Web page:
Have you ever dreamed of becoming a detective? Do stories about Sherlock Holmes, Hercule Poirot and maybe even Ice-T from Law & Order SVU make you wonder if you have what it takes?
Tagged With police
In the 1930s, audio tech nerds were tinkering with everything. The most futuristic model homes of the day were wired for sound in every room, home audio recording was being introduced and the LP was invented to use as audiobooks for the blind. Even things we'd consider mundane today got the radio treatment in order to make them high-tech. One of those things was the police line-up, seen above wired for sound in 1931.
The Fort Worth Police Department must have someone there who really, really likes Star Wars, or they just want to capitalise on Disney's new annual tradition. The department released its second recruitment video in two years where a villain or lackey from the Star Wars universe tries (and fails) to get a job as a police officer.
Australian federal police officers and the Department of Foreign Affairs and Trade now have access to citizenship images held by the country's border force watchdogs. It's the first phase of our country's biometric Face Verification Service, which will grow over time and eventually become a digital panopticon with access to visa, passport and drivers licence photographs.
Video: If you need the weather forecast, sports scores or just want to hear your favourite playlist, the Alexa virtual assistant on Amazon's Echo can help you out. Where Alexa doesn't have your back, however, is when someone is breaking into your home and you need to call the police for help, as Steve Hogarty discovered.
Look to your left. Look to your right. Do you see two people? Congrats on being social today. One of those two people is probably included in the FBI's massive facial recognition database. A new Georgetown report says there are 117 million Americans in the database. That's about 50 per cent of the US population.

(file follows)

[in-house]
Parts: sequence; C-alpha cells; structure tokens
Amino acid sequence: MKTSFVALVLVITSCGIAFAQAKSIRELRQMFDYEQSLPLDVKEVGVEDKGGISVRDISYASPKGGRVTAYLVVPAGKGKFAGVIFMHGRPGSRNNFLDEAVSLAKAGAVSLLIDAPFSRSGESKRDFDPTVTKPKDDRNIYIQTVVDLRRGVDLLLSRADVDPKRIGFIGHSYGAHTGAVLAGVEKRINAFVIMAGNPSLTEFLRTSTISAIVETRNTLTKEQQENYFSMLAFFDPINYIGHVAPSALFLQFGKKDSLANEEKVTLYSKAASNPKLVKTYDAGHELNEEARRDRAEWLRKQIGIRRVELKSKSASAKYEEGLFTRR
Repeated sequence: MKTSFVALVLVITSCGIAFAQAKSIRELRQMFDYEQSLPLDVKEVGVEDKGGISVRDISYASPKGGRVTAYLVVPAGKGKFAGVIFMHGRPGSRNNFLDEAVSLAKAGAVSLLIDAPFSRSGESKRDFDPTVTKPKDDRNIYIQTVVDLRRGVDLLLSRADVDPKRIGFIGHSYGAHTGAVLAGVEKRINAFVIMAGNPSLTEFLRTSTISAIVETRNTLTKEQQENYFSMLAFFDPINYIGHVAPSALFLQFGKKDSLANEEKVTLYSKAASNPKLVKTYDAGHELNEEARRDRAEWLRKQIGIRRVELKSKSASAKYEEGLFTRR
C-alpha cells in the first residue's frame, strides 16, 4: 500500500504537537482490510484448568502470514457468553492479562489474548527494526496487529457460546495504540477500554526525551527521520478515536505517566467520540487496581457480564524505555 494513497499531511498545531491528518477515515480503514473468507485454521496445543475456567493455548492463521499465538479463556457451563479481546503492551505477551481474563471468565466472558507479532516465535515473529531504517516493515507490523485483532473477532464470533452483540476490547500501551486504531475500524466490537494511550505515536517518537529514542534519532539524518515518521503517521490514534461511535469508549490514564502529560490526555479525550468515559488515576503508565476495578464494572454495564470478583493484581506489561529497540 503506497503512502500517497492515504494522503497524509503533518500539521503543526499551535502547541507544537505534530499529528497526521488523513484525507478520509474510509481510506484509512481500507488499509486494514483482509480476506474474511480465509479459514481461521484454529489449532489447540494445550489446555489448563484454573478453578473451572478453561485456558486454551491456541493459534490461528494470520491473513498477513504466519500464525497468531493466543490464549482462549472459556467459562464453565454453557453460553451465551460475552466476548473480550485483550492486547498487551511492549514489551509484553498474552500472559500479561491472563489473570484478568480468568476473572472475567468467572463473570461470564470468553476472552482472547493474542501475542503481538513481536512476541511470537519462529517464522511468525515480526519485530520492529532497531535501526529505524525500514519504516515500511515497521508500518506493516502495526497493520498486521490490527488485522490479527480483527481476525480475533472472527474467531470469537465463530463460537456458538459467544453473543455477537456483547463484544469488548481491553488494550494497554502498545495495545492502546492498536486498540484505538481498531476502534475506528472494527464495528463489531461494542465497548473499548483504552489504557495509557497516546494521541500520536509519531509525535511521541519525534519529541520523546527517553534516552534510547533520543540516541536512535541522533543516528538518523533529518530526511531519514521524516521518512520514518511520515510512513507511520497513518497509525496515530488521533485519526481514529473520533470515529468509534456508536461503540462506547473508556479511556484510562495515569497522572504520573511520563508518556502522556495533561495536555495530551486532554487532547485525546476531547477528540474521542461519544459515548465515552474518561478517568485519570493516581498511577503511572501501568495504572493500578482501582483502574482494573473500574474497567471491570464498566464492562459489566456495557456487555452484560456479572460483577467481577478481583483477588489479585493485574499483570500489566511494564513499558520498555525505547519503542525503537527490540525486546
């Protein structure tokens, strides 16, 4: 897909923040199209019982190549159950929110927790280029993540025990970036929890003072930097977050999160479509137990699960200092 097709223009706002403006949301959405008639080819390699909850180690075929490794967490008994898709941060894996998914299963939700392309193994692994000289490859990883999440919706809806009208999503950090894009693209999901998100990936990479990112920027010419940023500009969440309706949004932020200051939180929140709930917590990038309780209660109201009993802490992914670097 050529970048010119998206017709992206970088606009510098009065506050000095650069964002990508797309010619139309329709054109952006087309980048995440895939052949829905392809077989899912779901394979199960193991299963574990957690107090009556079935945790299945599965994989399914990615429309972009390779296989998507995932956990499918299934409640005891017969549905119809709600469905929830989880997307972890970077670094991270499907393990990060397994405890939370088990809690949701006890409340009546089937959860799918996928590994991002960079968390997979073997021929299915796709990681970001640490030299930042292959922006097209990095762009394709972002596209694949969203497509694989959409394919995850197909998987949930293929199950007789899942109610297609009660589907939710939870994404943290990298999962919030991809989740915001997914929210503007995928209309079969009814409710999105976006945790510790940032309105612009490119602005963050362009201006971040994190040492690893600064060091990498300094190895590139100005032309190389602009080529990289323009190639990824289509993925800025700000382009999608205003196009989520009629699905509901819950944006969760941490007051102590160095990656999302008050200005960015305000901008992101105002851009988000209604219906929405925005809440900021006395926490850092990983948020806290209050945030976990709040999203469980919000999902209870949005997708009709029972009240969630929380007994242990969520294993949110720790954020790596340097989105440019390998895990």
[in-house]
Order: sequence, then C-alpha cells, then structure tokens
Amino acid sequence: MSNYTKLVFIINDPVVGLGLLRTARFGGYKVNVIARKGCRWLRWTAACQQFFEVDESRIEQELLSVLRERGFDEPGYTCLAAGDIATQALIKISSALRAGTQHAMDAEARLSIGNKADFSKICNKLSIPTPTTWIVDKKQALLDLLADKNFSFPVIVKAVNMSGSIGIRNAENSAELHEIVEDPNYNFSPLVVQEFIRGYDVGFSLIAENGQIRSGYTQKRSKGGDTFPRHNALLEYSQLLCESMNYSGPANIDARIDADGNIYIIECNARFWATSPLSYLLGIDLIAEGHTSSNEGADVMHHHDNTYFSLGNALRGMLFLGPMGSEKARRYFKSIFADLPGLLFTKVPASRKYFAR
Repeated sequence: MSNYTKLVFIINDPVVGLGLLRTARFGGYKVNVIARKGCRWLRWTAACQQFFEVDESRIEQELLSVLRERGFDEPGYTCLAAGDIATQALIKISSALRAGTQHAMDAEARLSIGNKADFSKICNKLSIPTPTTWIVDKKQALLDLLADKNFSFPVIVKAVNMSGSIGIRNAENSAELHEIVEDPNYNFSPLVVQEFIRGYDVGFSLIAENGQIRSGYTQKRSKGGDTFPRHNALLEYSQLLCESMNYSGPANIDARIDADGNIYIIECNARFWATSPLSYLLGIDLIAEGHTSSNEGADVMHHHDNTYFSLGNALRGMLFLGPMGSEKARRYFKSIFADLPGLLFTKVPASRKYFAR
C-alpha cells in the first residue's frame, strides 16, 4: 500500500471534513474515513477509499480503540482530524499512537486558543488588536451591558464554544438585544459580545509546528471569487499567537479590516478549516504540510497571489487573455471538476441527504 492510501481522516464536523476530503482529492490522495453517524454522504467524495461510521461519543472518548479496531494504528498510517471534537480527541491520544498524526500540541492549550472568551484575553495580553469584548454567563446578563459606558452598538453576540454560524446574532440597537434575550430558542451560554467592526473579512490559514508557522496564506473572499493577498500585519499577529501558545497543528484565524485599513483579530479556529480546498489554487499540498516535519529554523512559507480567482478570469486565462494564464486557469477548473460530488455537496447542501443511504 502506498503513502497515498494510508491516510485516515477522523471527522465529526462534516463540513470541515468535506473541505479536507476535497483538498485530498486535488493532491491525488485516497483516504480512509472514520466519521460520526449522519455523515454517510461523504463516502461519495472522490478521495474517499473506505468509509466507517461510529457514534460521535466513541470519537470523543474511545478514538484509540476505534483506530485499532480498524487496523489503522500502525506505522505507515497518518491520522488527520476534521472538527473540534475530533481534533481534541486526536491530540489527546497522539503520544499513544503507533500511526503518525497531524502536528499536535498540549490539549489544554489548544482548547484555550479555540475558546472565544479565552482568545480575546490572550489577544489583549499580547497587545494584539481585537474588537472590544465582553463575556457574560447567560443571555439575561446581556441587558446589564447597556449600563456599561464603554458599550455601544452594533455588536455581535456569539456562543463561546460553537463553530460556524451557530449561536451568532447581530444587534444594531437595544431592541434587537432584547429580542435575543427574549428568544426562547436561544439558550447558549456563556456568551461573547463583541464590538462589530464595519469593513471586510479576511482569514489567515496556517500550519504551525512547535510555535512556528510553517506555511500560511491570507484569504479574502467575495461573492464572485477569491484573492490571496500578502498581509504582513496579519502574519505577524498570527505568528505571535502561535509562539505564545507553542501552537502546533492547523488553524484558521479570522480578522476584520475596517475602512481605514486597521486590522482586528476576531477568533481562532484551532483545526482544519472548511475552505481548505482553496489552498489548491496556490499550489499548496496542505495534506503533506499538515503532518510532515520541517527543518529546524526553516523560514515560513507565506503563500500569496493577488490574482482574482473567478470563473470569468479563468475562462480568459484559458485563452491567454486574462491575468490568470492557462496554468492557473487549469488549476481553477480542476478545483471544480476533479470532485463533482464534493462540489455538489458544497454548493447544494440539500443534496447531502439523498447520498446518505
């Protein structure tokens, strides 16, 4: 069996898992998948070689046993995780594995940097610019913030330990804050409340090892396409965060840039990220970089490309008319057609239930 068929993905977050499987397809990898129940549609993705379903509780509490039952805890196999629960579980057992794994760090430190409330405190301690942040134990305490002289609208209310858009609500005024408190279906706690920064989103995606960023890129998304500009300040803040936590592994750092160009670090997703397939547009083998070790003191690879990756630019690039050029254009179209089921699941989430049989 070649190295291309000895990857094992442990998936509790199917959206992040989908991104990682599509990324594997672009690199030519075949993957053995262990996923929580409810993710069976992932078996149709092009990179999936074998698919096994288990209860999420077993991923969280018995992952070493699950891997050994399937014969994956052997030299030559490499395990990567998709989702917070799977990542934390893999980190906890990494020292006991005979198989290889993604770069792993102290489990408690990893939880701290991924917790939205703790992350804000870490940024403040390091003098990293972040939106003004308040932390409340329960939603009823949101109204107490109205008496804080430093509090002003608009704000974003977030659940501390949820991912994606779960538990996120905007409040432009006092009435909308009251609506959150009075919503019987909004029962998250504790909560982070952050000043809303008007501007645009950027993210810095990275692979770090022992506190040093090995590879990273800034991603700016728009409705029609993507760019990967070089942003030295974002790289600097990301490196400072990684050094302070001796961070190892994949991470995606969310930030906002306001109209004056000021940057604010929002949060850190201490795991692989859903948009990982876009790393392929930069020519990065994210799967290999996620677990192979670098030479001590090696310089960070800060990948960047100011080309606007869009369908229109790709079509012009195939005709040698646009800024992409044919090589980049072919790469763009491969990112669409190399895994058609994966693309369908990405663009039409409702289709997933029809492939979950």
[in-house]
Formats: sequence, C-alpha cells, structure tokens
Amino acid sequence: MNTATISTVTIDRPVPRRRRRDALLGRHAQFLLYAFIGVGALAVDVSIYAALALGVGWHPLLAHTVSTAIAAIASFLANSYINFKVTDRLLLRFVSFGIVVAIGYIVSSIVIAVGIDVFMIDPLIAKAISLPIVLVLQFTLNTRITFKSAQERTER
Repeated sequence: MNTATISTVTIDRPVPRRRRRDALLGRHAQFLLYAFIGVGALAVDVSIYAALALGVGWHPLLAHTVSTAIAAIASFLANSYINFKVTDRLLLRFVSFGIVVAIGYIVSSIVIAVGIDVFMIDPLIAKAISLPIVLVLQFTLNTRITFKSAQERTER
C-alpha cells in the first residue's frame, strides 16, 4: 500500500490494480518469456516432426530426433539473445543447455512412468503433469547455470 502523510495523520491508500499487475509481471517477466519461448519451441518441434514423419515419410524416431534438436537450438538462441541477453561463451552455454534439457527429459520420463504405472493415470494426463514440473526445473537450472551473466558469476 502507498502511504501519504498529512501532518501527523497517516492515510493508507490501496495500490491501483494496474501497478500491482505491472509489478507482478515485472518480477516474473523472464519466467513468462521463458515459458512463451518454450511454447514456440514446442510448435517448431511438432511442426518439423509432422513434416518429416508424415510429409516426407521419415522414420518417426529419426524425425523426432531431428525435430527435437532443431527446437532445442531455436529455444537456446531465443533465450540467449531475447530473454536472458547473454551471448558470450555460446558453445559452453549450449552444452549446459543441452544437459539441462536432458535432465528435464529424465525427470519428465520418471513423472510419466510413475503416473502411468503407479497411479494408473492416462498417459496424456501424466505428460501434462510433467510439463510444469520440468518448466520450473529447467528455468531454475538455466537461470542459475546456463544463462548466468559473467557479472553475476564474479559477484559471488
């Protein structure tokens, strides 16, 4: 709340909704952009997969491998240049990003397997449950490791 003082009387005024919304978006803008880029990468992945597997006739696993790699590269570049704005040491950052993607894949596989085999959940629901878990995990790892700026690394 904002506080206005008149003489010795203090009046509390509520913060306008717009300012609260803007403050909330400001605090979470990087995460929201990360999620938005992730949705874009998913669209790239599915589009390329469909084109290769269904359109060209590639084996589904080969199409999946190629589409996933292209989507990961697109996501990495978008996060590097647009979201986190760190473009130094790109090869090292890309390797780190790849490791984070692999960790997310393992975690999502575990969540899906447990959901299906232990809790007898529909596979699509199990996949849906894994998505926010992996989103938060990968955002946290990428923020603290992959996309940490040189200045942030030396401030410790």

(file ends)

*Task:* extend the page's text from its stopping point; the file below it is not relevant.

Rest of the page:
Twitter just announced that it's revoking a surveillance service's access to Twitter data. In September, the Daily Dot reported that the Denver Police Department was paying $US30,000 ($39,435) to use a tool made by Geofeedia that aggregates information from tweets and other social media. Today, the American Civil Liberties Union has even more information on how the tool was being used, prompting Twitter's action.
Dallas police used a "bomb robot" to a kill the suspected gunman involved in the murder of five police officers and the wounding of seven others. The decision to kill the suspect using a robot armed with an explosive, was made after an hours-long standoff. Dallas police chief David Brown said, after negotiations "broke down," the suspect and police officers exchanged gunfire.
In a raid this morning on a Mongols outlaw motorcycle gang member house in the west of Melbourne, police have seized 3D printers and other equipment allegedly used to manufacture firearms. Along with drugs and ammunition, the police raid on the group has found consumer-grade desktop 3D printers, which have the potential to be used to produce single-use firearms or to manufacture components to convert semi-automatic weapons to fully automatic.
A large-scale analysis of body-camera usage among police officers in the US and the UK has produced some rather unexpected and counter-intuitive results, showing that body-worn cameras have a tendency to increase assaults on police. At the same time, discretionary use of cameras increases an officer's tendency to use force.
Stingray is a controversial mobile phone tracking tool that sucks up information from all nearby mobile phone users. It's often sold as a vital tool for finding serious criminals and terrorists, an argument that is weakened somewhat when it emerges that Annapolis police used it to try and find the perp in a $US50 ($67) chicken robbery.
While Apple has been waging a very public battle, it turns out that Canadian police have been decrypting the messages of millions of Blackberry users. Rather than apologising for the breach, Blackberry CEO John Chen defended his company's approach.
If you've visited Disneyland, you may have seen a small plane fly overhead at one point. The OC is full of rich-arse people, might be a Newport Beach golfer, no big deal, right? Except, as it turns out, the Anaheim police department had access to military-grade dragnet phone spying equipment, the kind that can suck up your phone's information from an aeroplane along with thousands of others.